Congressman Tom Marino from Pennsylvania has been widely reported as the Trump administration’s appointment as Director of the Office of National Drug Control Policy (ONDCP).  As previously reported in HIGH TIMES , Marino is “just another anti-marijuana, pro-pharma extremist.”

Considering the pro-police, pro-drug war policies emerging over in the Department of Justice (see Part One), Marino will be another new dog of war unleashed by the Trump administration.

Read more at High Times

Pot Matters: The New Dogs of War, Pt. 1

One of President Trumps first actions upon taking office was to sign three Executive Orders to direct his administration to crack down on criminal gangs, reduce violent crime and fight crime against police.

Now that Jeff Sessions has settled in as attorney general, the Department of Justice is beginning to become staffed and early indications of the policies he will apply to accomplish these goals are taking shape.

One thing is clear, as described by Spencer Hsu in the Washington Post, the preeminent goals in this area are both “combating violent crime and promoting police safety and morale.”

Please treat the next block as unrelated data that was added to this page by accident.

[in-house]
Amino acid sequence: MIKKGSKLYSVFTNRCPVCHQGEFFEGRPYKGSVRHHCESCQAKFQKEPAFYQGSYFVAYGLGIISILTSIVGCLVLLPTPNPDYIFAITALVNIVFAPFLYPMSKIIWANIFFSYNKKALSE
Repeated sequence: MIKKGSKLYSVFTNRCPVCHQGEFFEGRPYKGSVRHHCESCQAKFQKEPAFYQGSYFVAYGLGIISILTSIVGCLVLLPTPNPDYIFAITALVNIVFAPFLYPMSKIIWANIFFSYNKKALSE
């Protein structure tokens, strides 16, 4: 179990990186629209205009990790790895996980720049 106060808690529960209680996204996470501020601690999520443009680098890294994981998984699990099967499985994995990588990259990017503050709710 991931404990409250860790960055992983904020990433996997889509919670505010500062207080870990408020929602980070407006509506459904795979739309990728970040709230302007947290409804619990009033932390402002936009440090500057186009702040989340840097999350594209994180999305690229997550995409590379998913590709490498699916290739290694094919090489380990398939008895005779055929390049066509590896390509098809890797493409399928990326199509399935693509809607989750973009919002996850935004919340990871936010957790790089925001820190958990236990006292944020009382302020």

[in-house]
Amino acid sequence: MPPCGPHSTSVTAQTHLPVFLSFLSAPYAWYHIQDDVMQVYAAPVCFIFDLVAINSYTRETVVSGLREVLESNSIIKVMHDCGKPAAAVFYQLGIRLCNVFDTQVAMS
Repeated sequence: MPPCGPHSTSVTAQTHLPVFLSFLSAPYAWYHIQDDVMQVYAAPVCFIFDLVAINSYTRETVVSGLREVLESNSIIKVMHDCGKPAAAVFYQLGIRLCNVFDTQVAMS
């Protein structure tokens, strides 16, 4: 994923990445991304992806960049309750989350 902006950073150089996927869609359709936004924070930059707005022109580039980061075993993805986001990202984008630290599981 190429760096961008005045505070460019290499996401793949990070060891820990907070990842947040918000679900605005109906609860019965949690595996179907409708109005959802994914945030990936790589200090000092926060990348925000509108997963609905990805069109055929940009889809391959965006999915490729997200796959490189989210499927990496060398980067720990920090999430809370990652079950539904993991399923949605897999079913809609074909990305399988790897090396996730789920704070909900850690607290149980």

Read more at High Times

Pot Matters: Restaurants and the Cannabis Effect—It’s Not What You Think

Legal marijuana and related tourism is big business in Denver, and according to a recent report by Bloomberg, the local restaurant industry is freaking out.

Yes, marijuana use stimulates appetite, and this ought to be good news for local restaurants. But an unexpected problem has emerged, one which does not involve eating in a restaurant, but instead working in one.

“Colorado’s restaurant labor market is in Defcon 5 right now, because of weed facilities,” Bobby Stuckey, a James Beard award winning restaurateur in Colorado, told Bloomberg.

Read more at High Times

Pot Matters: Taking Stock of Marijuana Investments

An interesting way to look at the progress of marijuana’s legalization is through the eyes of potential investors in the emerging financial industry, specifically the news and websites devoted to stocks and investment.

One such site, which has devoted quite a bit of attention to investment in the marijuana industry, is The Motley Fool. Their advice and analysis may be sound—or not—but the fact that they are devoting so much attention to the marijuana industry reveals a lot about how the financial industry assesses marijuana legalization as an investment opportunity.

First, as with all investment options, there is the issue of risk.

Read more at High Times